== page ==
P. B. Knecht, C. Kaufmann, M. N. Menke, S. L. Watson, and M. M. Bosch, “Use of Intraoperative Fourier-Domain Anterior Segment Optical Coherence Tomography During Descemet Stripping Endothelial Keratoplasty,” Am. J. Ophthalmol. 150(3), 360–365 (2010). [CrossRef] [PubMed]

9.

L. De Benito-Llopis, J. S. Mehta, R. I. Angunawela, M. Ang, and D. T. H. Tan, “Intraoperative Anterior Segment Optical Coherence Tomography: A Novel Assessment Tool during Deep Anterior Lamellar Keratoplasty,” Am. J. Ophthalmol. 157(2), 334–341 (2014). [CrossRef] [PubMed]

10.

K. M. Joos and J. H. Shen, “Miniature real-time intraoperative forward-imaging optical coherence tomography probe,” Biomed. Opt. Express 4(8), 1342–1350 (2013). [CrossRef] [PubMed]

11.

S. Han, M. V. Sarunic, J. Wu, M. Humayun, and C. Yang, “Handheld forward-imaging needle endoscope for ophthalmic optical coherence tomography inspection,” J. Biomed. Opt. 13, 020505 (2008).

12.

C. Song, D. Y. Park, P. L. Gehlbach, S. J. Park, and J. U. Kang, “Fiber-optic OCT sensor guided “SMART” micro-forceps for microsurgery,” Biomed. Opt. Express 4(7), 1045–1050 (2013). [CrossRef] [PubMed]

13.

M. Balicki, J. H. Han, I. Iordachita, P. Gehlbach, J. Handa, R. Taylor, and J. Kang, “Single fiber optical coherence tomography microsurgical instruments for computer and robot-assisted retinal surgery,” Medical image computing and computer-assisted intervention: MICCAI ... International Conference on Medical Image Computing and Computer-Assisted Intervention 12, 108–115 (2009). [CrossRef]

14.

J. P. Ehlers, Y. K. Tao, S. Farsiu, R. Maldonado, J. A. Izatt, and C. A. Toth, “Integration of a spectral domain optical coherence tomography system into a surgical microscope for intraoperative imaging,” Invest. Ophthalmol. Vis. Sci. 52(6), 3153–3159 (2011). [CrossRef] [PubMed]

15.

Y. K. Tao, J. P. Ehlers, C. A. Toth, and J. A. Izatt, “Intraoperative spectral domain optical coherence tomography for vitreoretinal surgery,” Opt. Lett. 35(20), 3315–3317 (2010). [CrossRef] [PubMed]

16.

G. Geerling, M. Müller, C. Winter, H. Hoerauf, S. Oelckers, H. Laqua, and R. Birngruber, “Intraoperative 2-dimensional optical coherence tomography as a new tool for anterior segment surgery,” Arch. Ophthalmol. 123(2), 253–257 (2005). [CrossRef] [PubMed]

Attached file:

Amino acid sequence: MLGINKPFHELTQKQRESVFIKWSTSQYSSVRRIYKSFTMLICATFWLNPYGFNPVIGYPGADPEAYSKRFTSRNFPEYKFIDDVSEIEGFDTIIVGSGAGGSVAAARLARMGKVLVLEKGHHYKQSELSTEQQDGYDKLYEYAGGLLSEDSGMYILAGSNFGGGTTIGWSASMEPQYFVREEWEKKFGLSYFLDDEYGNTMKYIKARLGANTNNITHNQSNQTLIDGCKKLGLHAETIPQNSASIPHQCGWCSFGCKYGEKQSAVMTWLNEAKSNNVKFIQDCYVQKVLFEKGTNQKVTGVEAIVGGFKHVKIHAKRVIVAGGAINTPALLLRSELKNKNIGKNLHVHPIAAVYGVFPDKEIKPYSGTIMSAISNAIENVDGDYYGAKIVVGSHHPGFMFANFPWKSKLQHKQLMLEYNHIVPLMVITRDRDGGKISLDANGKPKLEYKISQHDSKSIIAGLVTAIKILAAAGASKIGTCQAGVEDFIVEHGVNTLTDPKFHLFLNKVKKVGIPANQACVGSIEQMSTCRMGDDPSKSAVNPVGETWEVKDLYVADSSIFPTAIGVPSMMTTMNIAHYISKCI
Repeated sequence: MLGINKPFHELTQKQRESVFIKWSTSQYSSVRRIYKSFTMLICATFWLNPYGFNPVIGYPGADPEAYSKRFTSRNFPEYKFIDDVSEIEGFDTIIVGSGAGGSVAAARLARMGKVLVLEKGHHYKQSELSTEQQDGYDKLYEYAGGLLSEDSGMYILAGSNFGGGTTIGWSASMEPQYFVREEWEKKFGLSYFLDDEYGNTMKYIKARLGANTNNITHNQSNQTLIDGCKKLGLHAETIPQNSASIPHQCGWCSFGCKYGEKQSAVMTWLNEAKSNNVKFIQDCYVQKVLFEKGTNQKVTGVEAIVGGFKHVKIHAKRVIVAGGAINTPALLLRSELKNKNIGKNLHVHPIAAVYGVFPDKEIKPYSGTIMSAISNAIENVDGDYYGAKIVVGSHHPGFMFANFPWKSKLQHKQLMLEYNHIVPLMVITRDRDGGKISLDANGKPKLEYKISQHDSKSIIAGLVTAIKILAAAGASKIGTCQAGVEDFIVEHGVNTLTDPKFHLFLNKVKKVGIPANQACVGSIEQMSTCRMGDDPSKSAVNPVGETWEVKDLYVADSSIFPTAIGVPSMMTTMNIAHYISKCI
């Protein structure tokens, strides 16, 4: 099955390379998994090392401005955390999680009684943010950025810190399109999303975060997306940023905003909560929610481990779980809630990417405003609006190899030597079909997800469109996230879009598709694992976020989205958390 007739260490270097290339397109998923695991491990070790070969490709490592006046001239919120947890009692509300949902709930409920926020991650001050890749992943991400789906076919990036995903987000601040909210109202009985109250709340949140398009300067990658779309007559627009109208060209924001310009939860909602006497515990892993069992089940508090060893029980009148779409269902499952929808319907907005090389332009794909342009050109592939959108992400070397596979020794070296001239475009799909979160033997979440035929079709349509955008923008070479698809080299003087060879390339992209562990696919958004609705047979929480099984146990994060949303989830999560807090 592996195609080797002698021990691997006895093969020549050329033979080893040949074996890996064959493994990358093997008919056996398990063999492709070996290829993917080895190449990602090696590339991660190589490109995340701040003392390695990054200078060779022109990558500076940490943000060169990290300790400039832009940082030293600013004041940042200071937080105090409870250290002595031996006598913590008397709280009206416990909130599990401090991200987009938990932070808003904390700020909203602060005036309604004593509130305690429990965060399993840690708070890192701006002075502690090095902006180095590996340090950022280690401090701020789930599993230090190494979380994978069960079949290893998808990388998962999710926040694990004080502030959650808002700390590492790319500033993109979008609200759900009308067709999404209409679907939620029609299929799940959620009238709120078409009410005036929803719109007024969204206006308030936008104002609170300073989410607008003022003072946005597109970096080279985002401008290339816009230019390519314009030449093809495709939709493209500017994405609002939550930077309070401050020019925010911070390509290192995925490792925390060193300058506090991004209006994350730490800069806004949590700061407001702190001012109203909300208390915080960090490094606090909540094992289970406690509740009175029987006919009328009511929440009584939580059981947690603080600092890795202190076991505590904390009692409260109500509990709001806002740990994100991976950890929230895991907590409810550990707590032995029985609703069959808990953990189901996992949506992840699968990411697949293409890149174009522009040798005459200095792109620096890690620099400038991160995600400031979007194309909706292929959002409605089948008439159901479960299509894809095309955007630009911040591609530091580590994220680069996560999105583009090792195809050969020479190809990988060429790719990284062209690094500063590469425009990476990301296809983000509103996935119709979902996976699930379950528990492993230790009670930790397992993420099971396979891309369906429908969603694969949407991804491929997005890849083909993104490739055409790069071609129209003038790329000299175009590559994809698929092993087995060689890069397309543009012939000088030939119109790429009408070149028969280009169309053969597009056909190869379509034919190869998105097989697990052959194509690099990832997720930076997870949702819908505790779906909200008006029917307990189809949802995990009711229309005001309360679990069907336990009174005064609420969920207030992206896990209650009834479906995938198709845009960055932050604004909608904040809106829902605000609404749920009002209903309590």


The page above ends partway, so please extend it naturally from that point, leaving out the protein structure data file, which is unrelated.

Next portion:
17.

L. De Benito-Llopis, J. S. Mehta, R. I. Angunawela, M. Ang, and D. T. Tan, “Intraoperative anterior segment optical coherence tomography: a novel assessment tool during deep anterior lamellar keratoplasty,” Am. J. Ophthalmol. 157(2), 334–341 (2014). [CrossRef] [PubMed]

18.

A. Miyakoshi, H. Ozaki, M. Otsuka, and A. Hayashi, “Efficacy of Intraoperative Anterior Segment Optical Coherence Tomography during Descemet’s Stripping Automated Endothelial Keratoplasty,” ISRN Ophthalmol. 2014, 562062 (2014). [CrossRef] [PubMed]

19.

R. B. Kucumen, E. Gorgun, N. M. Yenerel, and C. A. Utine, “Intraoperative use of AS-OCT during intrastromal corneal ring segment implantation,” Ophthalmic surgery, lasers imaging: J. International Society for Imaging Eye 43, S109–116 (2012).

20.

N. Hirnschall, S. Amir-Asgari, S. Maedel, and O. Findl, “Predicting the Postoperative Intraocular Lens Position Using Continuous Intraoperative Optical Coherence Tomography Measurements,” Invest. Ophthalmol. Vis. Sci. 54(8), 5196–5203 (2013). [CrossRef] [PubMed]

21.

L. B. Lee and S. K. Srivastava, “Intraoperative spectral-domain optical coherence tomography during complex retinal detachment repair,” Ophthalmic surgery, lasers imaging: J. International Society for Imaging Eye 42, e71–74 (2011).

22.

P. Hahn, J. Migacz, R. O’Donnell, S. Day, A. Lee, P. Lin, R. Vann, A. Kuo, S. Fekrat, P. Mruthyunjaya, E. A. Postel, J. A. Izatt, and C. A. Toth, “Preclinical evaluation and intraoperative human retinal imaging with a high-resolution microscope-integrated spectral domain optical coherence tomography device,” Retina 33(7), 1328–1337 (2013). [CrossRef] [PubMed]

23.

J. P. Ehlers, Y. K. Tao, S. Farsiu, R. Maldonado, J. A. Izatt, and C. A. Toth, “Visualization of real-time intraoperative maneuvers with a microscope-mounted spectral domain optical coherence tomography system,” Retina 33(1), 232–236 (2013). [CrossRef] [PubMed]

24.

S. Binder, C. I. Falkner-Radler, C. Hauger, H. Matz, and C. Glittenberg, “Feasibility of intrasurgical spectral-domain optical coherence tomography,” Retina 31(7), 1332–1336 (2011). [CrossRef] [PubMed]

25.

P. Steven, C. Le Blanc, K. Velten, E. Lankenau, M. Krug, S. Oelckers, L. M. Heindl, U. Gehlsen, G. Hüttmann, and C. Cursiefen, “Optimizing descemet membrane endothelial keratoplasty using intraoperative optical coherence tomography,” JAMA Ophthalmol. 131(9), 1135–1142 (2013). [CrossRef] [PubMed]

26.

P. Steven, C. Le Blanc, K. Velten, E. Lankenau, M. Krug, S. Oelckers, L. M. Heindl, U. Gehlsen, G. Hüttmann, and C. Cursiefen, “Optimizing Descemet Membrane Endothelial Keratoplasty Using Intraoperative Optical Coherence Tomography,” JAMA Ophthalmol. 131(9), 1135–1142 (2013). [CrossRef] [PubMed]